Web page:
# [ntp:questions] Allan deviation survey

Miroslav Lichvar mlichvar at redhat.com
Mon Sep 13 10:38:38 UTC 2010

```On Fri, Sep 10, 2010 at 08:48:58PM +0000, David L. Mills wrote:
> Miroslav,
>
> I've done this many times with several machines in several places
> and reported the results in Chapter 12 and 6 in both the first and
> second editions of my book, as well as my 1995 paper in ACM Trans.
> Networking. Judah Levine of NIST has done the same thing and
> reported in IEEE Transactions. He pointed out valuable precautions
> when making these measurements. You need to disconnect all time
> disciplines and let the computer clock free-wheel. You need to
> continue the measurements for at least a week, ten times longer than
> the largest lag in the plot. You need to display on log-log
> coordinates and look for straight lines intersecting at what I have
> called the Allan intercept. I have Matlab programs here that do that
> and produce graphs like the attached.

For the simulation and development purposes I'm interested in the most
important part of the graph is the point at which the line starts to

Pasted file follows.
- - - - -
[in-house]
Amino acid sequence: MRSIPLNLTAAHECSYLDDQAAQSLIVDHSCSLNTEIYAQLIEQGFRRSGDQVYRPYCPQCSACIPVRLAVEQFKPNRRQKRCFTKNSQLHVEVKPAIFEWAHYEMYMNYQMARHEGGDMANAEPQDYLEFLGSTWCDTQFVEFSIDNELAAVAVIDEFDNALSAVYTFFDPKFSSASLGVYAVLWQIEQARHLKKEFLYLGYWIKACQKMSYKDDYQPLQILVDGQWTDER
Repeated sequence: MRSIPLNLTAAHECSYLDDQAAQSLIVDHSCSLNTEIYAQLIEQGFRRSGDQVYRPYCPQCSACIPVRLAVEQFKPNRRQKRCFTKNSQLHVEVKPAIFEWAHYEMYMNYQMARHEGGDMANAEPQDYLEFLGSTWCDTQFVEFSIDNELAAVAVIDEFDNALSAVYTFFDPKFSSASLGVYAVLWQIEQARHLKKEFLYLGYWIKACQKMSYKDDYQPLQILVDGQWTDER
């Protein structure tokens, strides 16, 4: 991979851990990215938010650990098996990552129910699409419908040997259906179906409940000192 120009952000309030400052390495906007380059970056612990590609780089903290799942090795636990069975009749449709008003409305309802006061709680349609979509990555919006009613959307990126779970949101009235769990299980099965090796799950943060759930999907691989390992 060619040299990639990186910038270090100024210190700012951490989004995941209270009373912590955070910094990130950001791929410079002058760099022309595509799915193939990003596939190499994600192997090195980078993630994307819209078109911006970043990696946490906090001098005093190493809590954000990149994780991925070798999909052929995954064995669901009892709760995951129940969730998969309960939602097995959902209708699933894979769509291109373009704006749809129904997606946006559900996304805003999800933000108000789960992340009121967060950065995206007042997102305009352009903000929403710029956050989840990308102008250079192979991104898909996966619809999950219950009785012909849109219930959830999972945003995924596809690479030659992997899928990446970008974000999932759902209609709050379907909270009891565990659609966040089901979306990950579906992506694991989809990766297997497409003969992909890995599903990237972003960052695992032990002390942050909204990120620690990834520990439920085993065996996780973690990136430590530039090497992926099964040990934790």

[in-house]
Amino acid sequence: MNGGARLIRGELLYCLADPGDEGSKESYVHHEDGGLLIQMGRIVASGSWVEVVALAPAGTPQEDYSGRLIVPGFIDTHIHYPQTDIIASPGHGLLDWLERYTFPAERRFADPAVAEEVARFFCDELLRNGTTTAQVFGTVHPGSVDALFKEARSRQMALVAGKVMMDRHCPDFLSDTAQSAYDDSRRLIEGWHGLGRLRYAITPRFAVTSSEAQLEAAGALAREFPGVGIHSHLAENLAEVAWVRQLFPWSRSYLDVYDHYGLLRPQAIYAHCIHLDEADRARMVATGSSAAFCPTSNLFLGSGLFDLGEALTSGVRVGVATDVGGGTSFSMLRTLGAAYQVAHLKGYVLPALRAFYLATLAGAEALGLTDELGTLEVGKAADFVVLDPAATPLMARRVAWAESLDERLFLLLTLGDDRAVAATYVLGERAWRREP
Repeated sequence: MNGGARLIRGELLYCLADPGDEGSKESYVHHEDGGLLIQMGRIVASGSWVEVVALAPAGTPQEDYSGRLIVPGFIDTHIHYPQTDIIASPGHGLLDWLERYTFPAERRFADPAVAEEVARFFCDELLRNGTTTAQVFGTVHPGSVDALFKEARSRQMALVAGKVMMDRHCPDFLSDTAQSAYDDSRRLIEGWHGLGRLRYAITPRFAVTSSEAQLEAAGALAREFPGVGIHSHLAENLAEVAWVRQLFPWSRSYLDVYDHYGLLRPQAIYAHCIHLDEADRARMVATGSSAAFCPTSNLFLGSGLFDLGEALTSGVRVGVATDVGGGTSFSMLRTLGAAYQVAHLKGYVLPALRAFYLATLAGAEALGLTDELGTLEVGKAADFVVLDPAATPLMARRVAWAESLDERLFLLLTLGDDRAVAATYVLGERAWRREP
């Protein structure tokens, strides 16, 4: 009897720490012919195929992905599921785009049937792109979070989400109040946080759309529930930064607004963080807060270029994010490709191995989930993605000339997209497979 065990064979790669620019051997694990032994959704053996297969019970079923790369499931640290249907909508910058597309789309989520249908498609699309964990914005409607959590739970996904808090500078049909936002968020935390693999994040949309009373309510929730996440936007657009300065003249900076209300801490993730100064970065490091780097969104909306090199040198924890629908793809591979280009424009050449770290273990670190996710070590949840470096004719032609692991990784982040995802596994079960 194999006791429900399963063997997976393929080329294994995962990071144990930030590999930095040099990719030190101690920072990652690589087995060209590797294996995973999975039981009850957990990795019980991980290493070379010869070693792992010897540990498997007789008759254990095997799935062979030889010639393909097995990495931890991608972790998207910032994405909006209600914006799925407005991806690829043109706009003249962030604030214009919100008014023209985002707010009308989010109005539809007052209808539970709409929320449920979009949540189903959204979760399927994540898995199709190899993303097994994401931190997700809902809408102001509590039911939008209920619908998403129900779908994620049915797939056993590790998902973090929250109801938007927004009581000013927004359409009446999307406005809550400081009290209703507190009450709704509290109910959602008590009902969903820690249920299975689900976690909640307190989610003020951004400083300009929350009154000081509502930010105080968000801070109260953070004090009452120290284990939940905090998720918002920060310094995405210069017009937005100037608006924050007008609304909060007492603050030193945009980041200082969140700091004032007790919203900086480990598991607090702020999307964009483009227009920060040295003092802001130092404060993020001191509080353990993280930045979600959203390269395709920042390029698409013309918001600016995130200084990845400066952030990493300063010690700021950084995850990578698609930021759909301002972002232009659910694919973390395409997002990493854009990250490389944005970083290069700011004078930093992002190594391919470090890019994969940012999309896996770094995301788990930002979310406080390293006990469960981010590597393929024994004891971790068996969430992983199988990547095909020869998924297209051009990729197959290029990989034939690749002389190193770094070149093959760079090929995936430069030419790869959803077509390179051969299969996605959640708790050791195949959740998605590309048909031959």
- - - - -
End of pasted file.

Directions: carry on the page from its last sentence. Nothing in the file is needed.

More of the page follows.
divert from the -1 slope. With good PPS signal one day of collecting
data should be enough.

> For those that might want to repeat the experiments, see the
> attached figure. Trace 1 is from an old Sun SPARC IPC; trace 2 is
> from a Digital Alpha.

> Traces 3 and 4 were generated using artificial
> noise sources with parameters chosen to closely match the measured
> characteristics.  Phase noise is generated from an exponential
> distribution, while frequency nose is generated from the integral of
> a Gaussian distribution, in other words a random walk. Trace 4 is
> the interesting one. It shows the projected performance with
> precision of one nanosecond. The fastest machines I have found have
> a precision of about 500 ns. Note, precision is the time taken to
> read the kernel clock and is not the resolution.

With current CPUs the precision is well below 100 ns. (thus the
MINSTEP constant used in ntpd's precision routine is too high)

--
Miroslav Lichvar

```